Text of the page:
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Know the tax implications of second house

Are you planning to buy a second house? While you need to happy that you are adding another asset in your portfolio, you also need to do lots of home work. While you need to check your expenses and the long term payment obligations that would get created from this transaction, it is equally important to understand tax implication of the second house that you decide to buy. Let us understand certain concepts before we get a feel of what is the tax implication of second house that you decided to buy.

Self Occupied Property:
As per Section 23(2)(a), a house property shall be termed as self occupied property where such property or part thereof:
- Is in occupation for the owner for the purpose of his own residence
- Is not actually let out during the whole or part of previous year; and
- The owner does not derive the any other benefit from the house
It is upto the owner to decide which house is self occupied if he has two property and the property decided as self occupied must fulfill the criteria as mentioned above. However, there may be certain exceptions here which need not be overlooked.

Let out Property
The property which is not self occupied is assumed to be let out. So if a person has five properties, one will be considered as self occupied and remaining four become let out property.

Tax Treatment
Now let us understand the tax treatment of first house as well as the second house that you have decided to buy. In case of a home loan taken for a self occupied property, the principal amount repaid up to 1 lakh qualifies for deduction under Section 80C; while up to 1.5 lakhs of interest paid is tax-deductible under Section 24. This benefit gets reduced for second house. For the second house only the interest payment is eligible for deduction but there is no cap here as 1.5 lakhs. This means that if you are paying 3 lakhs as the interest entire amount is eligible for tax deduction subject to a formula prescribed.

In case of second house if the house is yet to be constructed, 20% of the total interest paid during the pre-construction period is also allowed as tax deduction. There is a limit however here which means that this benefit on pre –construction house is available for five years.

Tax benefits from second house:
Suppose you are staying in Mumbai and you buy your second house at Patna. It is obvious that the second house will not be used by you and there is also a likelihood that the house remains vacant and is not put on rent. In a different scenario, let us imagine that you have given the house to your parents for staying and you are not getting any rent.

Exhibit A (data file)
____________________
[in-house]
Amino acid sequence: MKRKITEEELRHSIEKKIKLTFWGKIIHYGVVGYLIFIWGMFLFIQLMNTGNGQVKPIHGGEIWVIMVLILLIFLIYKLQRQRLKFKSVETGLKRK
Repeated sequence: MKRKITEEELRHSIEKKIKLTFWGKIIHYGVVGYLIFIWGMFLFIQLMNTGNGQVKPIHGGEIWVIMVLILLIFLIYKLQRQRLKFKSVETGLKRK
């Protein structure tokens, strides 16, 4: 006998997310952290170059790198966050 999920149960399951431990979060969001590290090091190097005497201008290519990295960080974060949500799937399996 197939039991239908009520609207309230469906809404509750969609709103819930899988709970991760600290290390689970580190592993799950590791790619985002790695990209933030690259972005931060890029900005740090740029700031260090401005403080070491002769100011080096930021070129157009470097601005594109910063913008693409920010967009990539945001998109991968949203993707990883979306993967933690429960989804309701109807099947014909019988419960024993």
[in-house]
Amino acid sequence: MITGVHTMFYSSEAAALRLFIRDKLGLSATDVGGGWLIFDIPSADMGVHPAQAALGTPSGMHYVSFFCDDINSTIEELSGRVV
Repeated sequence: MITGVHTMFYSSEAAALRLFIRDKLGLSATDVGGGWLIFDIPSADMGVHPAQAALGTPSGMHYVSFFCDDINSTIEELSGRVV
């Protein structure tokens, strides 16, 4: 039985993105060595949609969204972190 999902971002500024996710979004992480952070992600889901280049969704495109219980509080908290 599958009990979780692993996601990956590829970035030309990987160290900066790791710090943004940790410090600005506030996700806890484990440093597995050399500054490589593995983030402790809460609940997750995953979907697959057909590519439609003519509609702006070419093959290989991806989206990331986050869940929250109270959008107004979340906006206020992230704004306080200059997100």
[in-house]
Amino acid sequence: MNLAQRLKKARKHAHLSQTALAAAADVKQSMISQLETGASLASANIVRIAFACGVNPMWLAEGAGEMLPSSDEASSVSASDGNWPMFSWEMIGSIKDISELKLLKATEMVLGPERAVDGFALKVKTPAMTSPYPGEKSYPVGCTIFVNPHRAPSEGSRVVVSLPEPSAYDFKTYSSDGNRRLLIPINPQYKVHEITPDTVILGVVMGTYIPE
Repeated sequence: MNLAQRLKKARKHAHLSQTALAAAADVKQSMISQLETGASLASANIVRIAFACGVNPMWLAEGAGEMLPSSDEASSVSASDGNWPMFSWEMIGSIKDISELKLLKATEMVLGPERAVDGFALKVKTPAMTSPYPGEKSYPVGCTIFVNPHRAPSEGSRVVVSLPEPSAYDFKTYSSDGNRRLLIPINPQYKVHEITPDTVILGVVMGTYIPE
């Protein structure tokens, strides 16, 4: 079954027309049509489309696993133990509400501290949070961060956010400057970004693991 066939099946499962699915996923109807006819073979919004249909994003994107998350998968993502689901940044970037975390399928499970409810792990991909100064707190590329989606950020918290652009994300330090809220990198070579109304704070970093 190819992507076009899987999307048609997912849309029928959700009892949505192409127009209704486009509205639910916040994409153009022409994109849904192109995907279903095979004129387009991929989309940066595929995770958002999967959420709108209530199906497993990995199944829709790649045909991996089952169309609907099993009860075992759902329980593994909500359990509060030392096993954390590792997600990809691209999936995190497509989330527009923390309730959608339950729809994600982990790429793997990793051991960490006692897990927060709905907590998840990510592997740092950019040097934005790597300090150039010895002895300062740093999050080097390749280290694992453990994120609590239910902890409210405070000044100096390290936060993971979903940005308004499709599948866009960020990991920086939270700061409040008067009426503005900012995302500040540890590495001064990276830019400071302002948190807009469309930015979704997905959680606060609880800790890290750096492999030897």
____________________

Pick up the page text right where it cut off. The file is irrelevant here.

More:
In order to understand what is the tax benefit of the second house, which is a let out house let us imagine the scenario given below.  Suppose you earn Rs.1.5 lakhs on second house as rental after adjusting municipal taxes. So the annual value of property is taken as Rs.1.5lakhs. A standard deduction at the rate of 30% is allowed on let out property. So this works out to be Rs.45000 and you are paying Rs.1.4 lakhs as interest on the loan taken for second house. So the total income from house property will be considered as ( a-(b+c)) as given in the example below.

Second house is let out property
a) Rental Income ( Annual Value) Rs. 150000 per annum
b) Standard Deduction @30% Rs. 45000
c) Interest paid on home loan Rs. 140000
d)  Income from House property -35000

The negative income from second house is shown as loss from house property and you can reduce this amount from your taxable income. In case an employer does not allow you to adjust loss, you can claim tax benefit while filing tax returns.

Is it always beneficial to buy second house from taxation perspective?

The answer is no. There are two scenarios in which you do not get real benefits. Scenario one is when you have paid your home loan and hence there is no interest that is paid on second home. Two, when the interest paid and standard deduction is less than annual value you do not get any tax benefit on second house. Also another point that you need to remember is that a second house qualifies as 'wealth' on which wealth tax at 1% of value is levied if net wealth exceeds Rs 30 lakhs.

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Chat Transcript

02 Dec - 11:00 hrs

Basics of property purchase

Diipesh Bhagtani,

Executive Director, Jaycee Homes

02 Dec - 12:00 hrs

Prime properties in the making

Anuj Puri,

Chairman & Country Head, Jones Lang LaSalle India

02 Dec - 02:00 hrs

Have prices in Tier 1 cities peaked?

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CEO, Makaan.com

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